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Kimchee for Novices

roxlet Mar 1, 2013 06:58 AM

I'll admit to knowing almost nothing about kimchee. Sure, I know what it is, but I'm stymied about what to do with it exactly. Last week, I bought some kimchee at H Mart. I asked the person nearby to recommend one that was a little spicy, but not mindblowingly so. It's in a package with a lable that says "Tobagi," and I don't know if that is a brand or a type. Its sell by date is 3/15, so I guess that I have a couple of weeks to figure out what to do with it. This is the ingredient list:
Cabbage, radish, onion, scallion, chive, water parsley, apple, red pepper, garlic, ginger, hot pepper powder, oyster, fish sauce (anchovy), salted shrimp, salt, xlitol, sesame seed. It is an 8 ounce package.

Help, please!

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  1. jpr54_1 RE: roxlet Mar 1, 2013 07:23 AM


    most kimchee is hot.

    it is served in different ways


    Han Ah Rheum in NJ always has bowls out for customers to sample items.

    9 Replies
    1. re: jpr54_1
      ItalianNana RE: jpr54_1 Mar 7, 2013 02:55 PM

      To the kimchee lovers,

      Did you eat it as a kid? Did you take your first bite and like it right away? I love sauerkraut but kimchee doesn't make me happy. Maybe I'm trying the wrong kind/source/pairing.

      1. re: ItalianNana
        jpr54_1 RE: ItalianNana Mar 7, 2013 04:05 PM

        I didn't grow-up with kimchee.
        I got my first taste of kimchee in 1990's
        I didn't like it right away. My son encouraged me to eat it.

        I tried the samples at Han Ah Reum (H Mart)and I was hooked.

        1. re: ItalianNana
          hannaone RE: ItalianNana Mar 7, 2013 04:32 PM

          I grew up in Colorado and Southern California, and the only thing I knew about Korea was that it was a name on the map.
          Joined the Air Force, got stationed in Korea in 1978. Tried a lot of Korean food, including Kimchi, fell in love with both the food and the second best cook in the country. Got married, got the best cook as mother in law, and got both of them into the states. Sponsored the third best cook (sister in law) into the states a few years later. Win/Win/Win.

          1. re: hannaone
            ItalianNana RE: hannaone Mar 28, 2013 09:09 PM


            What a great story! I will heist my old butt to the kimchee section!

          2. re: ItalianNana
            The Professor RE: ItalianNana Mar 7, 2013 04:53 PM

            I first tasted it about 38 years ago...it was definitely love at first bite. Some kimchee is part of my lunch several times a week. I particularly like the 'poot baechu', made from baby napa.
            Korean sauerkraut definitely _rules_.

            1. re: ItalianNana
              fldhkybnva RE: ItalianNana Mar 7, 2013 05:21 PM

              My dad loved it as a kid and I wouldn't go near it because of the smell but as an adult had it for some reason I can't remember and loved it.

              1. re: ItalianNana
                JungMann RE: ItalianNana Mar 7, 2013 06:12 PM

                I first tried kimchi when we moved to a Korean neighborhood when I was in the sixth grade. Brother and I loved it but the parents never seemed to develop a taste for it.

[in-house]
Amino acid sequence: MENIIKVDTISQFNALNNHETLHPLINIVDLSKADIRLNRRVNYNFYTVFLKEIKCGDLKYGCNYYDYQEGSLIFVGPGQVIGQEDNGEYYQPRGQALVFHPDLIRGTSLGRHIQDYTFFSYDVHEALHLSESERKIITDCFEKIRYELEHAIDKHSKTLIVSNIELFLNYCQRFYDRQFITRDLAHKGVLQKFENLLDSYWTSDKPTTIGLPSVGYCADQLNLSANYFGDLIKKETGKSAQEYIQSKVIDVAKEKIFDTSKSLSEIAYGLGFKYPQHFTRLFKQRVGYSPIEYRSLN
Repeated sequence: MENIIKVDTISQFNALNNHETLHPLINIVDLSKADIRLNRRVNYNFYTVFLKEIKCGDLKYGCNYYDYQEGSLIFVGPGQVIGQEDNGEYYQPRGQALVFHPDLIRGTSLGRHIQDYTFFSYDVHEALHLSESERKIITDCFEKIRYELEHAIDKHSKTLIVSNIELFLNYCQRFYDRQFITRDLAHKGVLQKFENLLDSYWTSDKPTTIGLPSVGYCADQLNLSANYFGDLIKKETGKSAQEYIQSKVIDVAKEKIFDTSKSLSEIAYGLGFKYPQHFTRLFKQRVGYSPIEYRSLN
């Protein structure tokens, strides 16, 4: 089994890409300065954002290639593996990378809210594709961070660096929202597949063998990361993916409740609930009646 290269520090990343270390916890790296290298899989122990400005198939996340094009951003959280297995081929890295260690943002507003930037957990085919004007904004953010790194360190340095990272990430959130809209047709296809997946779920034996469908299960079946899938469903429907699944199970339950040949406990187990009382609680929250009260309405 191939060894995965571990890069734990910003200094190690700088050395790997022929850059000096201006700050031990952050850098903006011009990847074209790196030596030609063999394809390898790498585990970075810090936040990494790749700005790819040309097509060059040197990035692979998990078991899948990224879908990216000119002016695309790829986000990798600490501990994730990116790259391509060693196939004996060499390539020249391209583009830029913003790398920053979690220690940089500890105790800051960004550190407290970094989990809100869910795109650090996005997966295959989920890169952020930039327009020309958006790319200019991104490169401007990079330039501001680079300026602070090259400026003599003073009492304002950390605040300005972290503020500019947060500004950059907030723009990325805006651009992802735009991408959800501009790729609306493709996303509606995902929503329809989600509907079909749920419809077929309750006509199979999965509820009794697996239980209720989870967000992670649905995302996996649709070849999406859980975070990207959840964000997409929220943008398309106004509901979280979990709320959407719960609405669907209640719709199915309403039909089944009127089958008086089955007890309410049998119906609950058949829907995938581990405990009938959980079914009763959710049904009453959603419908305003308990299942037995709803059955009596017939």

1. re: ItalianNana
                  mariacarmen RE: ItalianNana Mar 8, 2013 01:26 PM

                  didn't eat it until well into my late 30s - loved at first bite.
                  it's definitely an acquired taste for some - with its tart/funky/spicy mix, all of which i love.

                  1. re: ItalianNana
                    tcamp RE: ItalianNana Mar 29, 2013 07:02 AM

                    I had it first as a kid - the wife of one of my dad's colleagues made it for us periodically. My dad grew up in Japan with german parents and has a love for all things pickled - daikon pickle, sauerkraut, the stinkier the better.

                    Now, I really crave those flavors.

                2. The Professor RE: roxlet Mar 1, 2013 07:34 AM

                  I like it plain with rice, stir fried with some shredded pork, or as an addition to soup (it even dresses up a quick ramen if you find yourself in a rush).

                  Regarding the "sell by" date, you can usually disregard it; as on many packaged foods, it's fairly meaningless to a degree. In fact, kimchee is often tastier when it has had a chance to ripen more.

                  1. u
                    Unraveled RE: roxlet Mar 1, 2013 07:37 AM

                    I like to eat with heavy meats (beef, pork) to cut down the heaviness and fattiness.

                    Old kimchi (when it really starts to stink) is great in kimchee fried rice, kimchee stew, and kimchee "pancake."

                    6 Replies
                    1. re: Unraveled
                      roxlet RE: Unraveled Mar 1, 2013 07:39 AM

                      So you eat it just like that? Plain? Is it heated or eaten cold from the fridge, or best left to stand at room temperature?

                      1. re: roxlet
                        jpr54_1 RE: roxlet Mar 1, 2013 07:50 AM

                        yes and yes

                        I eat it cold

                        1. re: roxlet
                          LMAshton RE: roxlet Mar 1, 2013 03:54 PM

                          We eat it cold.

                          1. re: LMAshton
                            HillsofBeverly RE: LMAshton Mar 3, 2013 02:41 PM

                            I'm not Korean and I eat it cold, right out of the jar. Or in fried rice, or as a side dish.

                            ETA - make fried rice, toss kimchi in towards end, top with a fried egg and soy sauce/sesame oil/gojuchang (Korean pepper paste). Mix, yum.

                            1. re: HillsofBeverly
                              paulj RE: HillsofBeverly Mar 3, 2013 02:53 PM